The second bridge crosses the Shell River and has a hole on the outside edge of one beam. Barriers have been placed on the shoulder for vehicles to drive safely. Commissioners approved adding the bridge to a list of bridges for possible state funding.

  • Sheriff’s building parking lot at the fairgrounds: The gravel parking lot will be paved from the building to the curb to avoid tracking in dirt. Odden said the issue has been discussed at the building committee several times. Kreklau said it was another want and not need. The project of $10,600 will likely happen in spring 2022. The funds are from the Minnesota Counties Intergovernmental Trust, which is not from the levy.

The board also approved:

  • The hires of Jacqueline Lysdahl, Human Services office support specialist, for $14.79 per hour and Kari Carlson, highway department accountant, for $27.06 per hour.

  • Re-appointing Jensine Kurtti and Gordy Aagard to the planning commission through October 2024.

  • The Association of Minnesota Counties delegates as the commissioners, Odden and Westrum.

  • The victim witness coordinator grant through September 2023. The grant covers costs for the program and coordinator position. Coordinator Marcy Miller works with crime victims on their rights to make sure they are being met. The program is through the county attorney’s office.

  • A conditional use permit for a second family dwelling in Bullard Township. The existing structure is a farmhouse that will be used for hosting visiting family members.

  • A conditional use permit for a gravel pit in Blueberry Township. The pit includes mining, processing and stockpiling gravel with some hot mix operations. The pit will be open Monday-Friday from 6:30 a.m. to 8 p.m. and Saturdays from 6:30 a.m. to 1 p.m.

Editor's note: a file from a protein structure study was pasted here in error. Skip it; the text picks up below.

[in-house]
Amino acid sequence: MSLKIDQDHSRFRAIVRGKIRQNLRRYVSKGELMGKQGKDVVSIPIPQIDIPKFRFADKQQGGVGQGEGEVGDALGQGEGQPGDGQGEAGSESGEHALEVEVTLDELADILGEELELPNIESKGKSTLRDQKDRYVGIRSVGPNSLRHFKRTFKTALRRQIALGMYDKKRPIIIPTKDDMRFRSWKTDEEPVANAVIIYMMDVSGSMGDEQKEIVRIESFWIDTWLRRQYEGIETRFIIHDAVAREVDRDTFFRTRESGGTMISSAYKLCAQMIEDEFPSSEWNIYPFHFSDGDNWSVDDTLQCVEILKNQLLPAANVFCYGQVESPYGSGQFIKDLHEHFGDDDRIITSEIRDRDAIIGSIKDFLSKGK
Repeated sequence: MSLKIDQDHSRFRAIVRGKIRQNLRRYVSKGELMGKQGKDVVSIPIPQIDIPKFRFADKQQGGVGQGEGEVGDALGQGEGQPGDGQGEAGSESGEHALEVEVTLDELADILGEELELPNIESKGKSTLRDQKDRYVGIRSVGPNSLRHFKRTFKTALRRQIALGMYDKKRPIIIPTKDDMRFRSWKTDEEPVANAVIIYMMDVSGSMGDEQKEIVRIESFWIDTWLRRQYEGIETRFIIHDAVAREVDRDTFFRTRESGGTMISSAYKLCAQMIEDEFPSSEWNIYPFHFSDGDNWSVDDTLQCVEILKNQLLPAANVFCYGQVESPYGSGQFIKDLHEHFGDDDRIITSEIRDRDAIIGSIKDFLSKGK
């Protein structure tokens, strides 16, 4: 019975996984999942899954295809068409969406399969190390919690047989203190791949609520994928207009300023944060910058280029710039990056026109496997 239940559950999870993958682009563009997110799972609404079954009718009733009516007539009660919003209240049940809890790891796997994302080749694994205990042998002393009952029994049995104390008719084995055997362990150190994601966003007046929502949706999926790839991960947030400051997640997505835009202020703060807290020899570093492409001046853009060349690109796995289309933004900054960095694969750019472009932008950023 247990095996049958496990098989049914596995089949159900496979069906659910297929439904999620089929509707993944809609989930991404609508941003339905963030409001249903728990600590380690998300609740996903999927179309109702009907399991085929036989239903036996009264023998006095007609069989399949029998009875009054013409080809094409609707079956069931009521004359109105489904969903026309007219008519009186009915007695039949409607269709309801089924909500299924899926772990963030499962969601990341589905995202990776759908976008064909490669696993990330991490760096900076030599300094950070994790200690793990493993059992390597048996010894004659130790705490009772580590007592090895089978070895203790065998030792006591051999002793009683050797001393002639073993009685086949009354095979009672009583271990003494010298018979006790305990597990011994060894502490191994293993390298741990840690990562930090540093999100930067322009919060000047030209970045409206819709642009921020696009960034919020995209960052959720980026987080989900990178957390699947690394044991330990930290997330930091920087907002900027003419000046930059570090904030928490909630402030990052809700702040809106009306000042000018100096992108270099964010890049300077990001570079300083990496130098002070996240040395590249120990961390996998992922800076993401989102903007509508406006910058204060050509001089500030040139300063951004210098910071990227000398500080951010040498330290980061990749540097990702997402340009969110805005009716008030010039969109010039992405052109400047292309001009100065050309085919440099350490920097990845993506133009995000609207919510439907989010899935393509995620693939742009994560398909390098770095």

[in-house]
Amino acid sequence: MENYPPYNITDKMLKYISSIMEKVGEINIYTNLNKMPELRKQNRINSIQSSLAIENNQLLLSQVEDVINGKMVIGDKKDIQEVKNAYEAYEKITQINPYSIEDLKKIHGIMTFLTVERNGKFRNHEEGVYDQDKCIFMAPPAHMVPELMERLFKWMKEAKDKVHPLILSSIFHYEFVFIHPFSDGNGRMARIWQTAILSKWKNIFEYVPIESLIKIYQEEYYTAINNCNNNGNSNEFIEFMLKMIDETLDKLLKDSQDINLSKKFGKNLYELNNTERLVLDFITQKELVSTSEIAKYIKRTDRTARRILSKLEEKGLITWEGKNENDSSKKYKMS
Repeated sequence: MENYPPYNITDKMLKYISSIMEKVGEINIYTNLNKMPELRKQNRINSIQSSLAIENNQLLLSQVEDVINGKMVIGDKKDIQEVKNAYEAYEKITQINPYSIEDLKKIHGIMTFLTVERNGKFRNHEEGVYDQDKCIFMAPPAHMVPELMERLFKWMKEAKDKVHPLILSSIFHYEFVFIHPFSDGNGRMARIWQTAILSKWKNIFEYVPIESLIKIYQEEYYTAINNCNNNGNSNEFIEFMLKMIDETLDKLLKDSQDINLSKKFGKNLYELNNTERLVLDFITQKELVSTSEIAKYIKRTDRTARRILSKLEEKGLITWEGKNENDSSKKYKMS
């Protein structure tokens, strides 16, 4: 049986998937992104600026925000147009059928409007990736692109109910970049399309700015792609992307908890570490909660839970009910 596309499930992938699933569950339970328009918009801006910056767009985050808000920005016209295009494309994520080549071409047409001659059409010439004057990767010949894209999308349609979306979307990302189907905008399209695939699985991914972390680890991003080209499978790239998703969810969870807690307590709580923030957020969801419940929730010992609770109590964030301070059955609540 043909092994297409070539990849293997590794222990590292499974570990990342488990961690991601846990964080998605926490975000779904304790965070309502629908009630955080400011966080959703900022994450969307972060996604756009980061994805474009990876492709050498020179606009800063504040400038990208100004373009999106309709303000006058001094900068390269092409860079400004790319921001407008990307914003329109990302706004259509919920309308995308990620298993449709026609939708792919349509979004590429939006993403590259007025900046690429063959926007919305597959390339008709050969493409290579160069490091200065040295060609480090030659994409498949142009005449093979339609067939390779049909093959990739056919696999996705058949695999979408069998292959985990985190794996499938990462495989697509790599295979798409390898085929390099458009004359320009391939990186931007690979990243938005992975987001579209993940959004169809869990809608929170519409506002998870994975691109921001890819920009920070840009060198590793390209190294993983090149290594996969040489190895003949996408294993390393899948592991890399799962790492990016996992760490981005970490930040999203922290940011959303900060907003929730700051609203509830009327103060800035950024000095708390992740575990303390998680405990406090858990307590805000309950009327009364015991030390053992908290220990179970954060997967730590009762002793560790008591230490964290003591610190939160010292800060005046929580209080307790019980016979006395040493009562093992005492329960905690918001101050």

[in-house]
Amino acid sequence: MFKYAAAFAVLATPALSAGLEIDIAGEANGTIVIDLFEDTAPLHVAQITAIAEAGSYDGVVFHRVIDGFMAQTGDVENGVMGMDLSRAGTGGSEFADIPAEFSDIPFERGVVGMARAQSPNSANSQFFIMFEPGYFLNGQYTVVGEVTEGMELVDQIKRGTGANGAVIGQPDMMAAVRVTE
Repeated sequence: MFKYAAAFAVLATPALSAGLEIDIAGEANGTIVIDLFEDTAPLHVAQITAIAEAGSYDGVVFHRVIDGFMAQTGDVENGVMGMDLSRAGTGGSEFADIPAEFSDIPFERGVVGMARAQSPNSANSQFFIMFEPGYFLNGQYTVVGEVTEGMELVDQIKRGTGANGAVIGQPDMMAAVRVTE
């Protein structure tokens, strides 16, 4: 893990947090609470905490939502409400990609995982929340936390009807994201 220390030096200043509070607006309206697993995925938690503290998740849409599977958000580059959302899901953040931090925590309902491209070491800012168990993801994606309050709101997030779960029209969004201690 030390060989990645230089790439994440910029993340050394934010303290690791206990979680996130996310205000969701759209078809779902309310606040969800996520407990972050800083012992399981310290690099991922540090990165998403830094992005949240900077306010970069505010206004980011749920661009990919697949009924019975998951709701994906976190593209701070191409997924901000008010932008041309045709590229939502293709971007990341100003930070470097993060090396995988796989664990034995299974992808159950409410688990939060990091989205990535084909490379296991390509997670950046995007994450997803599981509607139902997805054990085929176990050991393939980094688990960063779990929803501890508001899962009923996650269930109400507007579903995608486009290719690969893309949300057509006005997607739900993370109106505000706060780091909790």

• Correct abatement paperwork for the former Orton’s Gas Station that the Minnesota Department of Transportation was supposed to be exempt from for 2020.

  • Discussed submitted ideas for the American Rescue Plan Act funds; the county received about $2.7 million . The funds are eligible through 2024. Odden and county staff members will research costs and information for the courthouse and Public Health HVAC systems, jail kitchen and Sebeka, Menahga and Verndale downtown revitalization projects.

  • Discussed categories of budget, service delivery, department organization, payroll and benefits, highway department, commissioners/board and buildings for ideas on saving the county money. While a committee was proposed to organize the ideas, the discussions will happen over several meetings at the full board level.

Rebecca Mitchell started as a Digital Content Producer for the Post Bulletin in August 2022. She specializes in feature reporting as well as enhancing online articles. Readers can reach Rebecca at 507-285-7681 or